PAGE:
Generation Z is already making its mark, there’s a new chapter being written.
Everything happens within a story and the Disability Resilience Network is changing the narrative.
In writing this blog I thought what do people want to read that is persuasive. I googled the question and came across the anthropologist Jane Goodall who said tell them a story. Who has heard of Jane Goodall? Jane appeared in the Icons programme for her study of the social nature of monkeys. At first I hesitated: I only knew one story about monkeys. Would my readership feel it to be relevant or appropriate? Then I thought well we are all higher order primates, maybe one of my readers is the missing link.
Here’s the story.
The Japanese monkey Macaca Fuscata had been studies in the wild for about 30 years. In 1952 on the island of Koshima scientists were providing the monkeys with sweet potatoes dropped in sand. The monkeys were seen to like the sweet taste but n ot the sandy dirt. An 18 month old female named Imo found that she could separate the two by dropping the potato in water. She taught her mother and then her playmates too. Scientists observed that gradually all the monkeys learnt this innovation between 1952 and 1958. Only the adults who imitated their offspring adopted this innovation. Other adults continued with the unpalatable practice.
Now here’s where it gets interesting.
One morning in the autumn of 1958 scientists observed that a critical numbers of monkeys had adopted this habit and that this was now the norm and without exception. The critical number is not known but the phenomenon has been termed the 100th monkey effect. But the real surprise to the scientists was that the effect jumped across the water. On other islands colonies of monkeys had adopted the same practice.
Now I understand the Government employs many behavioural insights and campaign staff members so I expect they will want to agree with me when I say that awareness communicates from mind to mind and doesn’t always need a medium.
If anyone doubts the strength of this effect just consider the stories of just four young adolescent females. Malala Yusafzal in Pakistan has supported the right to education of millions like herself and is a Nobel peace prize winner at 15! Emma Gonzales aged just 18 organised the children’s march on Washington for gun control and has already achieved legislation. Amika George, aged 19 campaigned for free menstrual products. She organised an on line petition that attracted 200,000 signatures in just two weeks and a demonstration of 2000 outside of Downing St. The then Chancellor Philip Hammond made the concession for all schools in England.
Greta Thunberg began her protest outside the Swedish parliament at the age of 15 and began a worldwide school strike against climate change that has seen a million children leave their school’ lessons to protest instead.
Yes it’s the young now teaching the older generation just as the young female macaque taught its mother. Members of Generation Z start reaching 24 this year. All the signs are that generation rent, generation lost schooling and generation covid-19 care about our world and how it is organised. Care enough not to want to wait until they have left school. The good news is that they also care deeply about equalities. I believe they will soon be leading the Disability Resilience Network.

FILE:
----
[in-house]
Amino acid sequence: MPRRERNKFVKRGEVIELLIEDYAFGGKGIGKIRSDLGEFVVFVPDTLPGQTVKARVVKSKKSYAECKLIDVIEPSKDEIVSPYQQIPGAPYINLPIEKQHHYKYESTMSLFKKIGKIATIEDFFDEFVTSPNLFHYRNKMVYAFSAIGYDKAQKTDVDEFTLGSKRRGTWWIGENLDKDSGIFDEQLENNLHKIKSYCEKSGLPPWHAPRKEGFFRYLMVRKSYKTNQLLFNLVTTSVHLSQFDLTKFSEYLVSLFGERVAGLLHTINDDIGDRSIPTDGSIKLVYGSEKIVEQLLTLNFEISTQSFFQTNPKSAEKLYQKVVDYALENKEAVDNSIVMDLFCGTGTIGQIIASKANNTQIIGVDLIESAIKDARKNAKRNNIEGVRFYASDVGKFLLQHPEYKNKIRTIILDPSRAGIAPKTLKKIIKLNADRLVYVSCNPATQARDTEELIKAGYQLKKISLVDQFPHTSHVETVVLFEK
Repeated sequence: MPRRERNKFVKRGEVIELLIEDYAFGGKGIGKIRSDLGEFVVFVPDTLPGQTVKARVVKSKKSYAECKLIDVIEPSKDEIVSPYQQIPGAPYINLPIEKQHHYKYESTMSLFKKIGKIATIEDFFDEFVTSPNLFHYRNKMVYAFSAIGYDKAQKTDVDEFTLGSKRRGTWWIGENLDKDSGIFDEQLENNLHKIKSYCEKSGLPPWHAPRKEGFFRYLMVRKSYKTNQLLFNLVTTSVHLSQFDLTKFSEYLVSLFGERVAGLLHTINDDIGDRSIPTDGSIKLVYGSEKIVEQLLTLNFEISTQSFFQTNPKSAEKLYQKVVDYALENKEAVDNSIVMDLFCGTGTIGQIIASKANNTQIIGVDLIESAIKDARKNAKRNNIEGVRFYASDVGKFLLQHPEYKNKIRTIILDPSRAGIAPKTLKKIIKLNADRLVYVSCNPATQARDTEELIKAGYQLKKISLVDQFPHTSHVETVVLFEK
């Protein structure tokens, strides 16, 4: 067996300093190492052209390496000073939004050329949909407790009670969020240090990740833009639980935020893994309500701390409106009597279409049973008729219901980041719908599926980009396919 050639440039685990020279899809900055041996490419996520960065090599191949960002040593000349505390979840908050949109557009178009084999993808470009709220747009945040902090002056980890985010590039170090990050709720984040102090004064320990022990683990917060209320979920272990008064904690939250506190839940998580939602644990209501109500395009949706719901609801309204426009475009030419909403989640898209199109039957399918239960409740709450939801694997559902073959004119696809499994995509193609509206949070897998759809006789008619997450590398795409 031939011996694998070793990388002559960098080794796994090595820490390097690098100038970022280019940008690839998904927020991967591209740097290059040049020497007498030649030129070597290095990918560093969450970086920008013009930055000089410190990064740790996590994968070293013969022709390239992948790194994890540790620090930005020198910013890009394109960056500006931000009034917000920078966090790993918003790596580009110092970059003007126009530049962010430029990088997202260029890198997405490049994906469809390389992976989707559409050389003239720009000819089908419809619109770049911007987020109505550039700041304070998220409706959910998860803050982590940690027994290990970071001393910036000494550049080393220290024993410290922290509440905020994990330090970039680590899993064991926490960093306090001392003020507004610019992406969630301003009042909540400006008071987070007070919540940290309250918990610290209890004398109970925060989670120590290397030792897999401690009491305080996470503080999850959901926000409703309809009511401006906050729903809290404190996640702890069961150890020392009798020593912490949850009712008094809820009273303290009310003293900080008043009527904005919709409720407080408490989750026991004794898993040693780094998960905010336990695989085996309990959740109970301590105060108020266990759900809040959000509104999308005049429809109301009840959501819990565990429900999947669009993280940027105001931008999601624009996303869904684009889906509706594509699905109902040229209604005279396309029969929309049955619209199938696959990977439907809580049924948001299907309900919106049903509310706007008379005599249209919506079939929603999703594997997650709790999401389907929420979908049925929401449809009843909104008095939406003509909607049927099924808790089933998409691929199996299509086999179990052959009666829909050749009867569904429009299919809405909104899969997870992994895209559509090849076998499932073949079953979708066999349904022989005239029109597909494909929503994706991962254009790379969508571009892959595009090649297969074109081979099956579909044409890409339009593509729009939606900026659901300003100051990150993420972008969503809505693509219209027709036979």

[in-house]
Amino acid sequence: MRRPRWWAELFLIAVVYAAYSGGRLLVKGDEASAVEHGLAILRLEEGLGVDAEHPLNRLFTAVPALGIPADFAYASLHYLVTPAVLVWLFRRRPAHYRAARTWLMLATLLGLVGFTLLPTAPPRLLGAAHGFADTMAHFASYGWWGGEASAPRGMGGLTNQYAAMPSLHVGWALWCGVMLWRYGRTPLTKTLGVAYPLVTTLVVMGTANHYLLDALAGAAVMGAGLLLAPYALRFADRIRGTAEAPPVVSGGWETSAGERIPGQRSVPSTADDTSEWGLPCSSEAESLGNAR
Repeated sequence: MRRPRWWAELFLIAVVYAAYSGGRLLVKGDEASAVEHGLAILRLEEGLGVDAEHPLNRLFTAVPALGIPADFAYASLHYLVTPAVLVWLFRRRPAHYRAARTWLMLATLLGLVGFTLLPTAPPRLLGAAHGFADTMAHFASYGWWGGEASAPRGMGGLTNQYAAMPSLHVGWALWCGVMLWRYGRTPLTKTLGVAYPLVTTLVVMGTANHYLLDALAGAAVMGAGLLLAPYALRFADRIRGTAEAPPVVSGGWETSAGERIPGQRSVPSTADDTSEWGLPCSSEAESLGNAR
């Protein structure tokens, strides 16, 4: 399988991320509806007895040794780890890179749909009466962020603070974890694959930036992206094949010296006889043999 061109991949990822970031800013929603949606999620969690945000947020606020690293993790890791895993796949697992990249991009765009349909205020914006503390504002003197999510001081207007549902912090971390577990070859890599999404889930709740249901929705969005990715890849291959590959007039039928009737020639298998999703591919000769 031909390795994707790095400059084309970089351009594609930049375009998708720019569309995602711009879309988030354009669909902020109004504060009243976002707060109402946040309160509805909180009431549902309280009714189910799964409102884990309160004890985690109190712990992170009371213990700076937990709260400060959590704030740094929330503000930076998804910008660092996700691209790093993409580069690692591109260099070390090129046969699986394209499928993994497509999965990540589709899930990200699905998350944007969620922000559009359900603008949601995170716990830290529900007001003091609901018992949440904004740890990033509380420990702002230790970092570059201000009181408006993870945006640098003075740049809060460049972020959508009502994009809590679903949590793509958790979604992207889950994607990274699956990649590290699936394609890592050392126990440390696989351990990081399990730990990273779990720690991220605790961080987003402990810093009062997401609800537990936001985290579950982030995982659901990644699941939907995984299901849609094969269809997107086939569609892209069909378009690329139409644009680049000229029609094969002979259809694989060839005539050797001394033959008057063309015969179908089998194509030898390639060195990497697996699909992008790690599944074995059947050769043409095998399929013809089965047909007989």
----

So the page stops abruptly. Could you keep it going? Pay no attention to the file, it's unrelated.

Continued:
So where is all this leading to?
Well just imagine I am 15. I am the archetypal young disabled person wanting to work. I am not asking you the reader to be the First monkey – the innovator, the first adopter. The good news is that in the main we have gone past the need for that role in terms of influencing the recruitment of disabled people. However I am asking you the employer to be the 100th monkey the person who makes the critical mass possible. The person who drives the change down the supply chain i.e. or in terms of the story - across the water.
Oh, I have one other commitment to you all. I wont leave this to be simply a choice you can make. Yes you can choose which disabled person to hire but you wont be able to leave them all in the cold. The national disability strategy currently being consulted upon may mean that generation Z will leave school with new expectations for their social and economic inclusion. The last three Conservative party manifesto’s have committed the Government to reduce the disability employment gap. Generation Z are going to expect to work and for you to hire them.
Better to be the 100th monkey than for disability employment to be a missing link in equality.
Finally please listen to me now at 60 before someone tells you that there’s a young female with a disability aged 15 and on a mission who wants to see you.
Readers everywhere invite me to speak to your boards and to your supply chains.
Generation Z, millennials join the Disability Resilience Network
The Disability Resilience Network believes the future is already here. It is in the laboratories of your university, it is in the electronic games you play and above all it is in the imaginations of your mind. Many cannot see the future yet but that’s because they haven’t heard your voice describing it to them. You know that the pre covid world wasn’t fair, you know the response to the virus was often unfair so don’t leave the post covid world to go back to normal. Take charge.
Let fairness be the norm.